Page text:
Some parents have asked her to erase the tantrum tears of a young child. Other parents have asked her to edit cradle cap, poor posture and run-of-the-mill teenage acne. Taylor Jackson, 35, a Richardson-based photographer, recounted the time a client asked her to shoot a teen from a certain angle for his senior pictures so that his face wouldn’t really show—and the client made the request right in front of her son.
“You could just tell that he was so embarrassed,” Jackson says.
The mother of three (soon to be four) has received a lot of editing asks from parents over the years, some stranger than others, but she’s noticed another trend during her photo sessions: parents—moms especially—joking about their own weight or hair or wrinkles.
“They’ll ask to be shot from a certain angle, they’ll say they haven’t gone to the gym in a while, they don’t want to show their wrinkles, that sort of thing,” Jackson explains. “They’ll usually say it in a joking way, but they’ll almost always say it in front of their kids—and their kids are listening!”
As a professional, Jackson knows all too well that cameras can really bring out our personal insecurities. They can make us feel self-conscious. Now that we live in an age of likes and shares, family photos have moved out of the privacy of our homes and into our more widely viewed timelines and Instagram feeds. As a result, we’re careful to scrutinize these images of ourselves and quicker to cringe at what we see.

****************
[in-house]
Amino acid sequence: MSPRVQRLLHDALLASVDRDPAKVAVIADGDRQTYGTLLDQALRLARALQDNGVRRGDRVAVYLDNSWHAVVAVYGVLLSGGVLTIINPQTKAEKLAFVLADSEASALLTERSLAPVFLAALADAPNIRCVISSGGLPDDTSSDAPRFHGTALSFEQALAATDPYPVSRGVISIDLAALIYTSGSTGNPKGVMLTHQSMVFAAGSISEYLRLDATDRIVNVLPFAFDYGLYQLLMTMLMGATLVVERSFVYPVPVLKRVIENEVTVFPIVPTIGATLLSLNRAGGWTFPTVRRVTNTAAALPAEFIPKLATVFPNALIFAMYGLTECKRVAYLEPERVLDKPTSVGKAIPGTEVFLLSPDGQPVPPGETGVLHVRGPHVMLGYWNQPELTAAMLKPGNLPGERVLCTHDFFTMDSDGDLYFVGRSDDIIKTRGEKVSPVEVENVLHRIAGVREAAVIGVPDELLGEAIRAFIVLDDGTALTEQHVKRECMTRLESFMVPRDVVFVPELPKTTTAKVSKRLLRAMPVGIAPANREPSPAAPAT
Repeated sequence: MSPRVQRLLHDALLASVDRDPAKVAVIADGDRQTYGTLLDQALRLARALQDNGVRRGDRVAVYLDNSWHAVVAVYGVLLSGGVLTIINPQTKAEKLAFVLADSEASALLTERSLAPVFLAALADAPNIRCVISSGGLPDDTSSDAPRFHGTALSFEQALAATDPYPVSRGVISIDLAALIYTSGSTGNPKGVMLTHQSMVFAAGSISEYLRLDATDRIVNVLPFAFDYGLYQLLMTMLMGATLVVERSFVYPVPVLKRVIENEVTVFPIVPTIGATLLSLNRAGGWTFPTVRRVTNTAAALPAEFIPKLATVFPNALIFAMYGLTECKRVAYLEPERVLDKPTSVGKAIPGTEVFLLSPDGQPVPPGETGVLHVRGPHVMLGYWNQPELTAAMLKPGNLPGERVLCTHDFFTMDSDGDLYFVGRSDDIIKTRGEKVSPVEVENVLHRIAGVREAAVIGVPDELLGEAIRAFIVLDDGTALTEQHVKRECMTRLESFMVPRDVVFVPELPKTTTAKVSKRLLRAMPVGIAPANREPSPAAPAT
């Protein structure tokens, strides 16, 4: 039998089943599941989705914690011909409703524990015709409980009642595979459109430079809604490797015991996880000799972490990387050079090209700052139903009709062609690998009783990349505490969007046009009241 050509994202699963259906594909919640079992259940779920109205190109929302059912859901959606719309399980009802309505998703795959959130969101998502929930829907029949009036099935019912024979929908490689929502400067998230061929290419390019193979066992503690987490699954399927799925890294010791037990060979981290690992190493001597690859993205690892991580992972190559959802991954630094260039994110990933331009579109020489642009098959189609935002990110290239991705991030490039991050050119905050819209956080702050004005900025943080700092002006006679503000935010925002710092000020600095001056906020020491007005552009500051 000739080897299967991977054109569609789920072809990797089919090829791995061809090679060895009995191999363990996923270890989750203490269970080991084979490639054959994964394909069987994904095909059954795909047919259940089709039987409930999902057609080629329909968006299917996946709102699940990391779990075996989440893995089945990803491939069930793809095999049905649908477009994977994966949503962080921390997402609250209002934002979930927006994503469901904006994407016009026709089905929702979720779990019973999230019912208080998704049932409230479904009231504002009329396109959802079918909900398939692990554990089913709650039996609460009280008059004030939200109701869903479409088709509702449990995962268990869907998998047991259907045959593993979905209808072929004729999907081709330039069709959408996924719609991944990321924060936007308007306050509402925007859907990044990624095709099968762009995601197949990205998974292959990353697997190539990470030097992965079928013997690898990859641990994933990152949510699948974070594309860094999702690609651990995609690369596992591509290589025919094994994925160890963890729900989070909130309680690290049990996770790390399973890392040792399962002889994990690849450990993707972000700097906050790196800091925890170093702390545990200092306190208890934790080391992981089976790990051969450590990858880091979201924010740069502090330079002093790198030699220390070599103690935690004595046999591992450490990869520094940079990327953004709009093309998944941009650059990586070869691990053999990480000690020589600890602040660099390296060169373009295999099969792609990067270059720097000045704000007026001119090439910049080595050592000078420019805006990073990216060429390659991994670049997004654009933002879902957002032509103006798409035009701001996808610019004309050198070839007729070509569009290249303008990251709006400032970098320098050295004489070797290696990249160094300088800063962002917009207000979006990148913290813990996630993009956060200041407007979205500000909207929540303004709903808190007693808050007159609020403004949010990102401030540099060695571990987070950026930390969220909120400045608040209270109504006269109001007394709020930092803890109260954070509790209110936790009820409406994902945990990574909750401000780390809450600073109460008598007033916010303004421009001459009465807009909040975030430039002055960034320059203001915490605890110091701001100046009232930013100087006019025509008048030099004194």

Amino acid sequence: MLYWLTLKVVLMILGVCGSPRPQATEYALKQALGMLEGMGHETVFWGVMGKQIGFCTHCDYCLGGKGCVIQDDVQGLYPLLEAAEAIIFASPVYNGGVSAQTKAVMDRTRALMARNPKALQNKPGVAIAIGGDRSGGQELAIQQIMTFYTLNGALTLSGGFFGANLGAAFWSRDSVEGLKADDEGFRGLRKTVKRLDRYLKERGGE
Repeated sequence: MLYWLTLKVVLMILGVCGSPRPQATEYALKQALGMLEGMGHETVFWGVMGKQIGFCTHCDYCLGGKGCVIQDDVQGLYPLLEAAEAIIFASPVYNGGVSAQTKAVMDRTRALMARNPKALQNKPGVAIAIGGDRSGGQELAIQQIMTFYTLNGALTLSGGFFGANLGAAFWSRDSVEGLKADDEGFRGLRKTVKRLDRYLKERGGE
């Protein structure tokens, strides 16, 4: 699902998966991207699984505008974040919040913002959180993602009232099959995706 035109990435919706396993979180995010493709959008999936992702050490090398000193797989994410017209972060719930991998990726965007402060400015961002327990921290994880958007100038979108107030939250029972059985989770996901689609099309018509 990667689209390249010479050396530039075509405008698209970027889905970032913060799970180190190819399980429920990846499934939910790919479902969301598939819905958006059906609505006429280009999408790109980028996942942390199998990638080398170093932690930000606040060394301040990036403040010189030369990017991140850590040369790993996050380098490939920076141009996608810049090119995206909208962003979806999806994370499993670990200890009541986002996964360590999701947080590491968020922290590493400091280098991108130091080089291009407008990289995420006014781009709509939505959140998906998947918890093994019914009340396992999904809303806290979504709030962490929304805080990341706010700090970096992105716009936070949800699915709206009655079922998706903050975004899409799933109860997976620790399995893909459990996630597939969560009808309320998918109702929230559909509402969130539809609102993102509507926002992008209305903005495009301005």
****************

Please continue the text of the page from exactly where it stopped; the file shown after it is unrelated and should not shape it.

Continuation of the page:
But as a parent, Jackson is also sensitive to how voicing these insecurities in front of young children can indirectly shape their developing self-image. Whenever a parent “is voicing her insecurities in front of her kids about being too fat, or having wrinkles or hiding things, it makes the kids look at their own images in a mirror and wonder about these sorts of things,” Jackson says.
In other words, when we as parents make uncomplimentary observations about ourselves, no matter how light-hearted, what our kids are actually hearing is that these things—hair, weight, signs of aging—matter. And younger children don’t yet understand the nuance of self-deprecatory humor. They closely watch their parents and caregivers for social cues about how to move through the world, and the way the people they love talk about themselves can really impact whether kids develop a positive, healthful self-image. And that can last a lifetime.
When we think of “kids” and “self-image,” we tend to think of teenagers, but the formation of a positive sense of self starts much earlier than that, typically at 18 months of age. And in this touched-up, filtered world, where every moment captured is a moment in the golden hour, teaching our children how to love themselves, both inside and out, is more important than ever.